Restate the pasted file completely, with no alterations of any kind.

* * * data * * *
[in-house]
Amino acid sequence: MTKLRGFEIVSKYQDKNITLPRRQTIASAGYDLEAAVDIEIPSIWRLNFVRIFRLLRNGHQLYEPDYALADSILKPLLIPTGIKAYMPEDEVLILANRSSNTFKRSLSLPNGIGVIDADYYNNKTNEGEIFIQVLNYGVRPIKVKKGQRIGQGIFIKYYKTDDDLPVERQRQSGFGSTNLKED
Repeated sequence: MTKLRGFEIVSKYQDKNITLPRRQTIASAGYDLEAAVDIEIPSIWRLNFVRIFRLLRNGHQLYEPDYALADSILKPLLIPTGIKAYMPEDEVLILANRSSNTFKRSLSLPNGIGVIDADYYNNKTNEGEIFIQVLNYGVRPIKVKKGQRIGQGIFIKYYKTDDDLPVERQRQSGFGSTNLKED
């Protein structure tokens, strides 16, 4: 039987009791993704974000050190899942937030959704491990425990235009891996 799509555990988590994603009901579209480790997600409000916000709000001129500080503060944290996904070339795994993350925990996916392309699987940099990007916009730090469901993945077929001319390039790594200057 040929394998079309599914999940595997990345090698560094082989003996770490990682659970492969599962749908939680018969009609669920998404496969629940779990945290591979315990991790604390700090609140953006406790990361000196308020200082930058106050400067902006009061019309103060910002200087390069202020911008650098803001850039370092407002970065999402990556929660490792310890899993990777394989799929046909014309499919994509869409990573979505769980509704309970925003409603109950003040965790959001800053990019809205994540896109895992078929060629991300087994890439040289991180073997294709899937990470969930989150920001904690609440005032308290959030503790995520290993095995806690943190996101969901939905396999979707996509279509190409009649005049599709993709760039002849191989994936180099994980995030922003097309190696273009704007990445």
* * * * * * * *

[in-house]
Amino acid sequence: MTKLRGFEIVSKYQDKNITLPRRQTIASAGYDLEAAVDIEIPSIWRLNFVRIFRLLRNGHQLYEPDYALADSILKPLLIPTGIKAYMPEDEVLILANRSSNTFKRSLSLPNGIGVIDADYYNNKTNEGEIFIQVLNYGVRPIKVKKGQRIGQGIFIKYYKTDDDLPVERQRQSGFGSTNLKED
Repeated sequence: MTKLRGFEIVSKYQDKNITLPRRQTIASAGYDLEAAVDIEIPSIWRLNFVRIFRLLRNGHQLYEPDYALADSILKPLLIPTGIKAYMPEDEVLILANRSSNTFKRSLSLPNGIGVIDADYYNNKTNEGEIFIQVLNYGVRPIKVKKGQRIGQGIFIKYYKTDDDLPVERQRQSGFGSTNLKED
């Protein structure tokens, strides 16, 4: 039987009791993704974000050190899942937030959704491990425990235009891996 799509555990988590994603009901579209480790997600409000916000709000001129500080503060944290996904070339795994993350925990996916392309699987940099990007916009730090469901993945077929001319390039790594200057 040929394998079309599914999940595997990345090698560094082989003996770490990682659970492969599962749908939680018969009609669920998404496969629940779990945290591979315990991790604390700090609140953006406790990361000196308020200082930058106050400067902006009061019309103060910002200087390069202020911008650098803001850039370092407002970065999402990556929660490792310890899993990777394989799929046909014309499919994509869409990573979505769980509704309970925003409603109950003040965790959001800053990019809205994540896109895992078929060629991300087994890439040289991180073997294709899937990470969930989150920001904690609440005032308290959030503790995520290993095995806690943190996101969901939905396999979707996509279509190409009649005049599709993709760039002849191989994936180099994980995030922003097309190696273009704007990445």